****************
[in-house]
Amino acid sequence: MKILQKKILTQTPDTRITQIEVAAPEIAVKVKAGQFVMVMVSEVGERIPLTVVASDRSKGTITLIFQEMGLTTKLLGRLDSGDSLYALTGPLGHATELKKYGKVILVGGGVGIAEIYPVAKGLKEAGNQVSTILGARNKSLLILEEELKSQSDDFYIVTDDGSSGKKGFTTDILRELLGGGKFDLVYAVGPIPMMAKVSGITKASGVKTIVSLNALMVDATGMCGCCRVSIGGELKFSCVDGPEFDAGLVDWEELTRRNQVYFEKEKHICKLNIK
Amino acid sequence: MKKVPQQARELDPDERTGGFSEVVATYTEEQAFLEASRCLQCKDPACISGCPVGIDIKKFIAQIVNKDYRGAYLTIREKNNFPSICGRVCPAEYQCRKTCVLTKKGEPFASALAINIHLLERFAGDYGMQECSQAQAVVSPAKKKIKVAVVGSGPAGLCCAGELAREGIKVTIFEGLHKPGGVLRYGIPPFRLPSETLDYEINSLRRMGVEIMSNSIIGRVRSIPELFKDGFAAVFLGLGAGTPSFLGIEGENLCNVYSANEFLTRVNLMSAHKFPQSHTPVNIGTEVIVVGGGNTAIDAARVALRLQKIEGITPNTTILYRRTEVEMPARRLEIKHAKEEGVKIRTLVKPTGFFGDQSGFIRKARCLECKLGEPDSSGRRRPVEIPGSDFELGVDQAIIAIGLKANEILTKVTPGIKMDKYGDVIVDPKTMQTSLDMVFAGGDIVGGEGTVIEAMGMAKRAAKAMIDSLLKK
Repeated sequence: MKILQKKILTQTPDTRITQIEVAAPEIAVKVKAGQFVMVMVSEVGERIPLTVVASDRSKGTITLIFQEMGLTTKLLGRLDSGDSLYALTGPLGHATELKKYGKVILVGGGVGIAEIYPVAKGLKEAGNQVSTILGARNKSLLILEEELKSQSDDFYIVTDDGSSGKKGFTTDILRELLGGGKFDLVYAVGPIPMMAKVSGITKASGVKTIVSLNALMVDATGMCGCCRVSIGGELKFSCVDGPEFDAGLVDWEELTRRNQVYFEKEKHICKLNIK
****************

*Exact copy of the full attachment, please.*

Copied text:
[in-house]
Amino acid sequence: MKILQKKILTQTPDTRITQIEVAAPEIAVKVKAGQFVMVMVSEVGERIPLTVVASDRSKGTITLIFQEMGLTTKLLGRLDSGDSLYALTGPLGHATELKKYGKVILVGGGVGIAEIYPVAKGLKEAGNQVSTILGARNKSLLILEEELKSQSDDFYIVTDDGSSGKKGFTTDILRELLGGGKFDLVYAVGPIPMMAKVSGITKASGVKTIVSLNALMVDATGMCGCCRVSIGGELKFSCVDGPEFDAGLVDWEELTRRNQVYFEKEKHICKLNIK
Amino acid sequence: MKKVPQQARELDPDERTGGFSEVVATYTEEQAFLEASRCLQCKDPACISGCPVGIDIKKFIAQIVNKDYRGAYLTIREKNNFPSICGRVCPAEYQCRKTCVLTKKGEPFASALAINIHLLERFAGDYGMQECSQAQAVVSPAKKKIKVAVVGSGPAGLCCAGELAREGIKVTIFEGLHKPGGVLRYGIPPFRLPSETLDYEINSLRRMGVEIMSNSIIGRVRSIPELFKDGFAAVFLGLGAGTPSFLGIEGENLCNVYSANEFLTRVNLMSAHKFPQSHTPVNIGTEVIVVGGGNTAIDAARVALRLQKIEGITPNTTILYRRTEVEMPARRLEIKHAKEEGVKIRTLVKPTGFFGDQSGFIRKARCLECKLGEPDSSGRRRPVEIPGSDFELGVDQAIIAIGLKANEILTKVTPGIKMDKYGDVIVDPKTMQTSLDMVFAGGDIVGGEGTVIEAMGMAKRAAKAMIDSLLKK
Repeated sequence: MKILQKKILTQTPDTRITQIEVAAPEIAVKVKAGQFVMVMVSEVGERIPLTVVASDRSKGTITLIFQEMGLTTKLLGRLDSGDSLYALTGPLGHATELKKYGKVILVGGGVGIAEIYPVAKGLKEAGNQVSTILGARNKSLLILEEELKSQSDDFYIVTDDGSSGKKGFTTDILRELLGGGKFDLVYAVGPIPMMAKVSGITKASGVKTIVSLNALMVDATGMCGCCRVSIGGELKFSCVDGPEFDAGLVDWEELTRRNQVYFEKEKHICKLNIK